Neuropsychology Frequently Asked Questions

What is a Neuropsychologist?

A Neuropsychologist is licensed in that state of Virginia as a doctoral level provider through the Virginia Board of Psychology. A neuropsychologist has completed a doctoral program (either Ph.D or Psy.D.) in Clinical Psychology and was initially trained as a Clinical Psychologist, which included learning about mental illness and treatment for various disorders including psychotherapy. A Neuropsychologist obtained additional training through didactic experiences, coursework, specialized clinical training experiences, and the completion of at a least a two year postdoctoral residency in Clinical Neuropsychology. A Neuropsychologist has knowledge of “cognitive” abilities such as memory, attention and concentration, and multitasking and how these cognitive abilities change with age, or injury and disease.

What is the difference between a Neuropsychologist and a Clinical Psychologist?

A Neuropsychologist is a Clinical Psychologist with additional training in Neurology, Neuroanatomy, Rehabilitation, and Neuropsychology. A neuropsychologist also has an understanding of how various medical conditions, such as diabetes, vitamin deficiencies affect cognition.

What is the difference between a Psychologist and a Psychiatrist?

Both are doctoral level providers. A Psychologist completed either a Doctorate in Philosophy (Ph.D.) or Doctorate in Psychology (Psy.D.) and a Psychiatrist completed a Doctorate in Medicine (M.D.). Both have advanced knowledge of mental illness and treatment modalities, but Psychiatrist are training in the use of medications to treat conditions. A Psychiatrist can prescribe medications to treat mental illness. Psychologist specialize in psychotherapy (talk therapy) to help alleviate symptoms of mental illness.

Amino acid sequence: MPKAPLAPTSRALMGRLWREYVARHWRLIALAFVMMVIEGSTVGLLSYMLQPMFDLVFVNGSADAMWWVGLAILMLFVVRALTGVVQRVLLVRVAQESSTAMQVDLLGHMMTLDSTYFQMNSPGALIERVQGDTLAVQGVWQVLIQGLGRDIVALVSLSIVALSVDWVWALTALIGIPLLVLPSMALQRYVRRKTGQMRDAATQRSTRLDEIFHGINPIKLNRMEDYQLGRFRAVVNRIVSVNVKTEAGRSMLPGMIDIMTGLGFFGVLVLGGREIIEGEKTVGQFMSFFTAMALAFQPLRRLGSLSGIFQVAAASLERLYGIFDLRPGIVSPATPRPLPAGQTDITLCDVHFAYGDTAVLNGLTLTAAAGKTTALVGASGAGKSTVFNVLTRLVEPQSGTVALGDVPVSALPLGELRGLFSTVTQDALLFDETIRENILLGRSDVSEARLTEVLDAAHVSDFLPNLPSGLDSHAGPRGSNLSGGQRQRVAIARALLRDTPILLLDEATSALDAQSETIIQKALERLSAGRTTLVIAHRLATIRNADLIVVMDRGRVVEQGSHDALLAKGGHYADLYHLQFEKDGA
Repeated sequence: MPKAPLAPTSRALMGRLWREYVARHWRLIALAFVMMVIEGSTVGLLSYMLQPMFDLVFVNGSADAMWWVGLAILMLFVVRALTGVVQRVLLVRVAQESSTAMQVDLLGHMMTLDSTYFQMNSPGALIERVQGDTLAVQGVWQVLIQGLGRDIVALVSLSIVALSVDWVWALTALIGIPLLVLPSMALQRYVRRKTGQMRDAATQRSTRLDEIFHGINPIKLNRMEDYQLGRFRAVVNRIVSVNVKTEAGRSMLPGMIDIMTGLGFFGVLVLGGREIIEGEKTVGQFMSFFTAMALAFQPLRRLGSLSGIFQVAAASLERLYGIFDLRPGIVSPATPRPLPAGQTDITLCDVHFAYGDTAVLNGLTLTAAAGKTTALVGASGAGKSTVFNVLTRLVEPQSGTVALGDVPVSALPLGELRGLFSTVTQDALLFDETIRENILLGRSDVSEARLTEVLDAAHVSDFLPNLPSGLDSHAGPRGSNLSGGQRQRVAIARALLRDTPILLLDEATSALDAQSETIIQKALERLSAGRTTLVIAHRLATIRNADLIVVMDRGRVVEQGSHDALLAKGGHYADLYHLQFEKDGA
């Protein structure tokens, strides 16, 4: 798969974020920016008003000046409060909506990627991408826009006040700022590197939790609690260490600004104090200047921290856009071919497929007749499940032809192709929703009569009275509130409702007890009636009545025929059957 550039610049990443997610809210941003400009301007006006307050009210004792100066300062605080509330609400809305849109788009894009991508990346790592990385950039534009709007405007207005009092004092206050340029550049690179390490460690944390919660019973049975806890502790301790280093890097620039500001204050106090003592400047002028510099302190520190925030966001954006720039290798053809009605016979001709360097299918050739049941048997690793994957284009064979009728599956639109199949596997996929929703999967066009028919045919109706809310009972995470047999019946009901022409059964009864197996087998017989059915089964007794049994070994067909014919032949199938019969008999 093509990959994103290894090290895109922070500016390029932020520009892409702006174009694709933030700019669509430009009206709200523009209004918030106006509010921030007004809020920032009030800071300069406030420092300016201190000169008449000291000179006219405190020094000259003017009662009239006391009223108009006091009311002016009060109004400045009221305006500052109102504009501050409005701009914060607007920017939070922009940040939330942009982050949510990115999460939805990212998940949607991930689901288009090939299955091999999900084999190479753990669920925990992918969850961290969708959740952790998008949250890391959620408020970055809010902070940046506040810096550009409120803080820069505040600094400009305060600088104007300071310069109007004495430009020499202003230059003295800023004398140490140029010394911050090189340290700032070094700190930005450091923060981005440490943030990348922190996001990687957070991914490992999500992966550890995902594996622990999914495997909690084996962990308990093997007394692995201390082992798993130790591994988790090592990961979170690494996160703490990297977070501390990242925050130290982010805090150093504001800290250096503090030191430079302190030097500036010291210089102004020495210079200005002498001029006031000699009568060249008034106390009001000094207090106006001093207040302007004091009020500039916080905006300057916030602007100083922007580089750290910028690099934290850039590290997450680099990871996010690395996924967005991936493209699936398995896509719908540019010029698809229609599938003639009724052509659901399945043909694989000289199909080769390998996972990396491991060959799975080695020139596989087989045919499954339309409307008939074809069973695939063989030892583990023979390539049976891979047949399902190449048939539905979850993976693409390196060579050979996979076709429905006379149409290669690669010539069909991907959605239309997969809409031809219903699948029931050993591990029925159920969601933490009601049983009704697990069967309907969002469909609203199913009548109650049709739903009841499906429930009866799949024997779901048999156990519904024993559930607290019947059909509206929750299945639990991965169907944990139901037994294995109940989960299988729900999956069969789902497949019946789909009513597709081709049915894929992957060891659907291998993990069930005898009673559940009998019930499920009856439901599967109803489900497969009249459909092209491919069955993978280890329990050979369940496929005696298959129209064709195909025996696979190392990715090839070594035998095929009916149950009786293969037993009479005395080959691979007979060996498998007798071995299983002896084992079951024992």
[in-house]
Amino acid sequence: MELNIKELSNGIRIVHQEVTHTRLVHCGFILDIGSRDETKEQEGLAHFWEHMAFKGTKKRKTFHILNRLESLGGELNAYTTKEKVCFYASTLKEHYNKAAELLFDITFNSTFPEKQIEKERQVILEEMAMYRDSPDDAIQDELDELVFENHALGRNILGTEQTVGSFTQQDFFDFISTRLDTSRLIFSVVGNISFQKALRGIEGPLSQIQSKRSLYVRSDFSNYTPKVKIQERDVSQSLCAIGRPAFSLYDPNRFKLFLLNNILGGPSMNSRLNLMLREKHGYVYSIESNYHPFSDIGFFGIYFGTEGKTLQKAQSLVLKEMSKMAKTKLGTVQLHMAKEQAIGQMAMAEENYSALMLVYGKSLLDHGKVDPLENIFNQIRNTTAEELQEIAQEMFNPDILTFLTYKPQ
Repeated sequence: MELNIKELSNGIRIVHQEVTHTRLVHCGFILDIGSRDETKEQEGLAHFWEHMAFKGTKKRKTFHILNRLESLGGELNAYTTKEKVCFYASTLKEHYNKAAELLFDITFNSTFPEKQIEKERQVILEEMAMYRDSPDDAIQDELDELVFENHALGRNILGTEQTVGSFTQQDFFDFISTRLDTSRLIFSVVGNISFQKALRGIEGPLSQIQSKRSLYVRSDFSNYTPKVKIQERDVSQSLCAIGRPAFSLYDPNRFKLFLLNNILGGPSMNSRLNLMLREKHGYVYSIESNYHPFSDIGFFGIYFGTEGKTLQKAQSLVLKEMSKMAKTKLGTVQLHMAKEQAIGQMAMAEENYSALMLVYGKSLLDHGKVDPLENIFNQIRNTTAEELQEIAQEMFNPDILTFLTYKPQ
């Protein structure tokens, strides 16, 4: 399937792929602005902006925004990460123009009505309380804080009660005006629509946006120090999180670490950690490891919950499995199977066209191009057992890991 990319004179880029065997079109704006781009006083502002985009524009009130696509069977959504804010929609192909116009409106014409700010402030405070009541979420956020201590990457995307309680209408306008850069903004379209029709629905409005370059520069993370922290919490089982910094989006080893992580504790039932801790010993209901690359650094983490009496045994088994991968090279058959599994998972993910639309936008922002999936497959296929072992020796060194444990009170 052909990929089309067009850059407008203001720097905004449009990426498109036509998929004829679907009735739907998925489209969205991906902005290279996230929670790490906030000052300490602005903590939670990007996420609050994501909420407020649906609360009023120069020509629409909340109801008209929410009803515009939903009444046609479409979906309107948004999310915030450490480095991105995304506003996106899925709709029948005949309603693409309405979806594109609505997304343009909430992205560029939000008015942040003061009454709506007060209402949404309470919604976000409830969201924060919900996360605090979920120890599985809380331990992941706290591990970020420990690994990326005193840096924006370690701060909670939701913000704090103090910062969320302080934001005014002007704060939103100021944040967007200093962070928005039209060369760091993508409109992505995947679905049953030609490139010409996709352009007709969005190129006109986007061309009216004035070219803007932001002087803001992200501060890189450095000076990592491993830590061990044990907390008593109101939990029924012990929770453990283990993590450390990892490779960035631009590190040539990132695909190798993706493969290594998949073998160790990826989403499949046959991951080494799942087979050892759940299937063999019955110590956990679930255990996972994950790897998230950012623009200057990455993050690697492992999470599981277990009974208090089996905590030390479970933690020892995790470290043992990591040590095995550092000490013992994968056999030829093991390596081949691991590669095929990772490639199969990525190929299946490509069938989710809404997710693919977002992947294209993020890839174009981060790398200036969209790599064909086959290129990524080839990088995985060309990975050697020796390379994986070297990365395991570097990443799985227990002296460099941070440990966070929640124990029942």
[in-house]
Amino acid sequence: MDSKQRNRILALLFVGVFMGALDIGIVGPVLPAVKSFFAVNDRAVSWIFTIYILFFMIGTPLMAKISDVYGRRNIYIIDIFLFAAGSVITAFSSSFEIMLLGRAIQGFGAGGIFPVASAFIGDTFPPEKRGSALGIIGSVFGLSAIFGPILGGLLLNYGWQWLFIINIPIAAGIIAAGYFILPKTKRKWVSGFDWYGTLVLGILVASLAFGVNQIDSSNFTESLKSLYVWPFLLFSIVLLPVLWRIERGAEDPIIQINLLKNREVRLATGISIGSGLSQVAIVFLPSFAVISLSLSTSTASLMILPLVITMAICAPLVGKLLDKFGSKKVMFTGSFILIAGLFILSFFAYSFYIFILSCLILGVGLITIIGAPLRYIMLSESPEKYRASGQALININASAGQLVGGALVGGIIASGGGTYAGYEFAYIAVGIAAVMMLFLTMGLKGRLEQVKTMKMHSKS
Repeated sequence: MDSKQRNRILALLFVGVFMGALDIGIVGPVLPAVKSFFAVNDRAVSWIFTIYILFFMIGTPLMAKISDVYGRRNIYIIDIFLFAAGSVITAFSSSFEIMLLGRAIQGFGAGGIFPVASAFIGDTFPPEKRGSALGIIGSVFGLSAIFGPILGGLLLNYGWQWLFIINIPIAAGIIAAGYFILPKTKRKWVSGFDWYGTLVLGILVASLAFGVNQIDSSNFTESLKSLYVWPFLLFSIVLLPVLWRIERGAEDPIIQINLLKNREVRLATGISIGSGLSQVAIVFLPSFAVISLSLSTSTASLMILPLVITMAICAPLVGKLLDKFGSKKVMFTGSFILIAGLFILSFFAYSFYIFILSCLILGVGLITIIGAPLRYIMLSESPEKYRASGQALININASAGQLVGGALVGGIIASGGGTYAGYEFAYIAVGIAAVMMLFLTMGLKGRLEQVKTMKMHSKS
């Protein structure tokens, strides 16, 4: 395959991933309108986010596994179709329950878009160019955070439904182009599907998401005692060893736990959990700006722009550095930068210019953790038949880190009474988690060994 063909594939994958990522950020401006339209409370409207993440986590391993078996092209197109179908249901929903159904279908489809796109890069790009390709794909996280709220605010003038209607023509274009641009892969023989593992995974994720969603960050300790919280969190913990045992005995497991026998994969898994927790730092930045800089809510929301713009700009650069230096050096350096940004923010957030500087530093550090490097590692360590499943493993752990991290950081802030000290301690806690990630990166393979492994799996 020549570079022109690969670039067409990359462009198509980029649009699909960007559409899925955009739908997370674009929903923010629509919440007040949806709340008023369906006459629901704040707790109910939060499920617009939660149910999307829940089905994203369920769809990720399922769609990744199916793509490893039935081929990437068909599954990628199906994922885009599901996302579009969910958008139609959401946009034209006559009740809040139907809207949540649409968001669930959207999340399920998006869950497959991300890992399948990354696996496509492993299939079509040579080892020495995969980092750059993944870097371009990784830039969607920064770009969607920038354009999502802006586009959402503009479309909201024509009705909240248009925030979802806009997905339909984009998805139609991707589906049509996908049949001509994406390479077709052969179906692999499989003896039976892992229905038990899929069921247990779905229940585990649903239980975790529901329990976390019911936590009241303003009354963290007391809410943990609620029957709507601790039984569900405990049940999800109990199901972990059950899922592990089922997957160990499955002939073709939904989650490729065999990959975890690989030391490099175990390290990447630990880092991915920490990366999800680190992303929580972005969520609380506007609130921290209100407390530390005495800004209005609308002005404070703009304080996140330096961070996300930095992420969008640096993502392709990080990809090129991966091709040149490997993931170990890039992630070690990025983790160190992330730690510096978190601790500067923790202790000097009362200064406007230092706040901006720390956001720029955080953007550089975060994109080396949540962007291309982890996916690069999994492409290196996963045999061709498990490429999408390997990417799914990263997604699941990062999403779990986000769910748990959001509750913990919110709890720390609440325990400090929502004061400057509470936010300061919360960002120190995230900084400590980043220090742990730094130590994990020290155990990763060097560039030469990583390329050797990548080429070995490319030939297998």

What is a Neuropsychological Evaluation?

A Neuropsychological evaluation is a procedure composed of a variety of different types of assessments, such as paper and pencil tests, verbal, short-answer questions, solving puzzles, and drawing designed to assess functioning of specific parts of the brain. This allows us to how the brain is functioning in comparison to a peer group to determine if there is an injury or disease present that is having a negative impact on cognition.

Does Insurance cover a Neuropsychological Evaluation?

This varies by insurance companies and insurance plans. It is recommended that you contact your insurance company and ask. Neuropsychological evaluations are medical producers and use medical procedural codes for insurance purposes. Common CPT codes utilized by your neuropsychologist will be: 96116, 96118, 96119, and 90837. Also, make sure that your neuropsychologist is a preferred provider for your insurance company.